# What is a coefficient and how is it applied in chemistry?

Nov 30, 2016

Consider a simple combustion reaction:

$C {H}_{4} \left(g\right) + 2 {O}_{2} \left(g\right) \rightarrow C {O}_{2} \left(g\right) + 2 {H}_{2} O \left(l\right)$

#### Explanation:

This is a stoichiometrically balanced equation: garbage in equals garbage out, and for every reactant particle there is a corresponding product particle.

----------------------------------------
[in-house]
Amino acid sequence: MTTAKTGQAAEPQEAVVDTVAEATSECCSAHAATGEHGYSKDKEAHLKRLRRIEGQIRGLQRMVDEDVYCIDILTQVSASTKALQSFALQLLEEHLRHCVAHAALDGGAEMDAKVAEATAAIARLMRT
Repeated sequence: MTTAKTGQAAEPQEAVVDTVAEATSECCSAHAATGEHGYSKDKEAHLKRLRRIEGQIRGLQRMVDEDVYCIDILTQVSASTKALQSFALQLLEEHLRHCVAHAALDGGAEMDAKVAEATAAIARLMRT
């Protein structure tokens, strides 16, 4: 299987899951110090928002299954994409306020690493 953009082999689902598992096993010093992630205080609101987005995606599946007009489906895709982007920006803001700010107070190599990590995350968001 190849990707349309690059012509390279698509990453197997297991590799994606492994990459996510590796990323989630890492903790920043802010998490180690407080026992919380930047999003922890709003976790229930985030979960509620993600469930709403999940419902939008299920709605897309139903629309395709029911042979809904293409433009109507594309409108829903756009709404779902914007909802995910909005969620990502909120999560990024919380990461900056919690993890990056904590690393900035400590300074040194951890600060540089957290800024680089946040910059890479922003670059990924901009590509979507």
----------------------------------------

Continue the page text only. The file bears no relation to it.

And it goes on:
The $\text{stoichiometric coefficient}$ of methane gas is $1$, that of dioxygen gas is $2$, that of carbon dioxide $1$, and that of water $2$.

In other words the $\text{stoichiometric coefficient}$ is the $\text{number of EQUIVALENTS}$ of stuff that react or occur as products. Capisce?

Teachers go to great lengths in explaining how to balance chemical equations. You have to be able to manipulate the coefficients so that the reaction balances stoichiometrically, and thereby reflects reality.